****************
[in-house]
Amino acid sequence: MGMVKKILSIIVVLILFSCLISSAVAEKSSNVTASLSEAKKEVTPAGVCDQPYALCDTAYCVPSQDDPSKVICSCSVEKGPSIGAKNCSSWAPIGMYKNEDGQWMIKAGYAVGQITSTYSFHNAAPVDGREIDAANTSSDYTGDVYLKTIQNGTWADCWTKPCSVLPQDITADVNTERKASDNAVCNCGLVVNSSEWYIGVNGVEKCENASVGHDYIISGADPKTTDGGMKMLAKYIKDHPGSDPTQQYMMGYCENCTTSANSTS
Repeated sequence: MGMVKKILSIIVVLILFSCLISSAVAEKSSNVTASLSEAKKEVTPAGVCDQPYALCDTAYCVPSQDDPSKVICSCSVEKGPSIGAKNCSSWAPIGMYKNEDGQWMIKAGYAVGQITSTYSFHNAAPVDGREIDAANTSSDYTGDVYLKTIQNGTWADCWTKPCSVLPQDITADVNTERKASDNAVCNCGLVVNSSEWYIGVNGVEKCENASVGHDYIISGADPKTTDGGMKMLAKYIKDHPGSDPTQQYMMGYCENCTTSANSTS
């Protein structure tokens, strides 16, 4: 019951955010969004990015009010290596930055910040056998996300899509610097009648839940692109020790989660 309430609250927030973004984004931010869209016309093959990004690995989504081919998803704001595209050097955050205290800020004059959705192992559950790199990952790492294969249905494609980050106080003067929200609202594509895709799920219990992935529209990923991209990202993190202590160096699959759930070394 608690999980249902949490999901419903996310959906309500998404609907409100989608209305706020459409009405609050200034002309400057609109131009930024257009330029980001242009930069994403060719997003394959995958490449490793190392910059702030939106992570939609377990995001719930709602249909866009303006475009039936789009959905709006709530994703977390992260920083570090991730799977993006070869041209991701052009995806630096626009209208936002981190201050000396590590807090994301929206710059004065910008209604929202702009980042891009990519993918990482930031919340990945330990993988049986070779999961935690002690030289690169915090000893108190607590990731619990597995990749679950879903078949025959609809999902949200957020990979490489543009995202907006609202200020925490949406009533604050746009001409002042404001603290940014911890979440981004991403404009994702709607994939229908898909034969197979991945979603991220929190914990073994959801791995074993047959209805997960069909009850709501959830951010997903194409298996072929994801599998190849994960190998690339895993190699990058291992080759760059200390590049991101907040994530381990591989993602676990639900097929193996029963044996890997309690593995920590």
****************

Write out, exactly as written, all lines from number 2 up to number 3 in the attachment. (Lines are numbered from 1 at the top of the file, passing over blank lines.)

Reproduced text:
Amino acid sequence: MGMVKKILSIIVVLILFSCLISSAVAEKSSNVTASLSEAKKEVTPAGVCDQPYALCDTAYCVPSQDDPSKVICSCSVEKGPSIGAKNCSSWAPIGMYKNEDGQWMIKAGYAVGQITSTYSFHNAAPVDGREIDAANTSSDYTGDVYLKTIQNGTWADCWTKPCSVLPQDITADVNTERKASDNAVCNCGLVVNSSEWYIGVNGVEKCENASVGHDYIISGADPKTTDGGMKMLAKYIKDHPGSDPTQQYMMGYCENCTTSANSTS
Repeated sequence: MGMVKKILSIIVVLILFSCLISSAVAEKSSNVTASLSEAKKEVTPAGVCDQPYALCDTAYCVPSQDDPSKVICSCSVEKGPSIGAKNCSSWAPIGMYKNEDGQWMIKAGYAVGQITSTYSFHNAAPVDGREIDAANTSSDYTGDVYLKTIQNGTWADCWTKPCSVLPQDITADVNTERKASDNAVCNCGLVVNSSEWYIGVNGVEKCENASVGHDYIISGADPKTTDGGMKMLAKYIKDHPGSDPTQQYMMGYCENCTTSANSTS